National Party leader Judith Collins says the government should have extended the wage subsidy for the four extra days that the restrictions will be ongoing.
Watch Judith Collins and Dr Shane Reti addressing media here:
The current restrictions - Auckland at alert level 3, and the rest of the country at level 2 - had been due to lift at midnight Wednesday, but will now carry through to Sunday midnight.
The level 2 restrictions for the rest of the country will also remain until settings are reviewed again.
From Monday 31 August, masks will also be made mandatory on public transport for alert level 2 and above.
Addressing media this morning, Collins said National's health spokesperson Dr Shane Reti has written - for the second time - to the health committee chair asking for it to be reconvened.
She said he had requested for the committee to call in front of it Director-General of Health Dr Ashley Bloomfield, senior officials at the Ministry of Health, and the minister of health, to get clarity on the Covid-19 response, and "particularly what has been characterised by the government ministers as being some sort of disconnection between bot the ministry of health and minister of health."
She said Dr Reti had not received a reply to that request, and his initial request was turned down because Labour MPs would not agree to it.
Earlier today, Dr Reti said the party believed parts of the Auckland boundary should have been adjusted to allow places like New Zealand Steel in Waiuku to go back to work.
He told First Up that Aucklanders deserve more explanation about the ongoing disruption.
Discussing the wage subsidy, Collins said the party would support an extension of the scheme for the four extra days that the restrictions will be ongoing.
"Given that the wage subsidy is only being paid because in this time around Covid-19 has been allowed to come back into New Zealand, it is certainly at no fault of the hospitality sector or businesses in general, and it is particularly difficult time."
The government has ruled out pushing out the two-week Resurgence Wage Subsidy, to match the extension of level 3 conditions in Auckland until 11.59pm on Sunday.
She said that would have been the "kindest and most pragmatic" thing to do.
She said the wage subsidy was not sustainable in its current form, which was why the border was key to the country economically and for the public to have confidence.
"The main thing businesses are wanting from us is to be able to have the borders safe so they can actually have some confidence in their own businesses."
On possible cash grants for businesses, National's finance spokesperson Paul Goldsmith said they were not at the stage where they would support something like that, but the best way to support businesses now was to extend the wage subsidy.
"We are very much in the camp that you do need to support business and the wage subsidy seems to be the best way to do that in the first instance and if we continue to have lockdowns then that continues to be a major issue," he said.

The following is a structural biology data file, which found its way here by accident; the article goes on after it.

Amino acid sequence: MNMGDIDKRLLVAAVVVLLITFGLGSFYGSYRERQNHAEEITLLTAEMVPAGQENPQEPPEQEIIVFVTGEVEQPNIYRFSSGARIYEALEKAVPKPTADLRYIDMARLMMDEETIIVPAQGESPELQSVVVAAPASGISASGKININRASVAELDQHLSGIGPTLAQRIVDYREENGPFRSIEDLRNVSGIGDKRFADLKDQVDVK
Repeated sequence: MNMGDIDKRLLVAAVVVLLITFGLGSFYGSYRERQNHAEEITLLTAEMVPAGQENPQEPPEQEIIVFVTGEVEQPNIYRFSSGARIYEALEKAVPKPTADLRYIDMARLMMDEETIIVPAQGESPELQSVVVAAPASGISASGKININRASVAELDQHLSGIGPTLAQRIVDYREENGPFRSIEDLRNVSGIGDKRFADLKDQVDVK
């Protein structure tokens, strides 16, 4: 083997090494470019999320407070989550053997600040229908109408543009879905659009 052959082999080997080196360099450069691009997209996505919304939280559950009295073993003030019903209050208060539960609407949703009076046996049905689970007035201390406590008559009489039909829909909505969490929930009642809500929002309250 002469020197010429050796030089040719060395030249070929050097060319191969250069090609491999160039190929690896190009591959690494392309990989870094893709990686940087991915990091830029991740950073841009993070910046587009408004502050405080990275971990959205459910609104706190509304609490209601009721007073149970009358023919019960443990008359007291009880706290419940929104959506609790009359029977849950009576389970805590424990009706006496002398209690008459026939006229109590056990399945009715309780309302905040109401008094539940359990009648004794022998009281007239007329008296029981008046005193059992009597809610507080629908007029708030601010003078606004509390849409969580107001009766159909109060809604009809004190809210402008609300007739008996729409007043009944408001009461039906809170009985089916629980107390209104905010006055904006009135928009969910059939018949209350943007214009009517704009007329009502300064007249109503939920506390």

"If you are telling businesses you cannot trade then you need some sort of support going on."
On masks, Collins said the party fully supported the move to make it mandatory on public transport.
"We thought that should've been done ages ago, it's a no-brainer in our opinion."
Dr Shane Reti said they would be taking the advice on health official on masks and closely following any changes or recommendations.
He said the use of masks in school settings was a complex situation and an equity issue too. It was another matter they would be taking advice on from public health officials and the education sector, he said.
He said there was a global trend towards more people wearing masks in more situations.
He said transport operators between isolation facilities and the border should be wearing PPE.
Discussing border security, Collins said the public was paying the price because the government had not been able to secure the border and undertake the testing they called for.
"It's very important to understand if we have the border secure and we have it very safe and we have in place the tracking mechanisms around the Covid app and we also have something like a CovidCard or some sort of Bluetooth technology as well and we have the testing, that any incursion through there will be much more quickly found.
"We've heard all sorts of theories about how this Covid-19 came into the country, including cool stories, frozen peas and all sorts of ideas, so far the only indication we have is it came through the border through humans."
Collins said if they were in power, the virus would not be in the community and would be contained quicker.
"The government has not undertaken what anybody would expect would be undertaken, in other words what they promised, we would not do that.
"Any mistakes [would be] fronted up, and we're not going to sit there pointing fingers at each other and say 'it's your fault, my fault' ... that is part of ministerial responsibility."
Collins said Health Minister Chris Hipkins was essentially a part timer in that role because he had so many other portfolios on hand.
She claimed that he had not given Dr Reti a briefing in over a week.
"Clearly, they have dropped the ball," Collins said on the Heather Simpson review that was being done.
"I've made it very plain that without better advice - the advice that the prime minister has - we have to actually accept that decision she's made because we do not have the advice that she's made that on."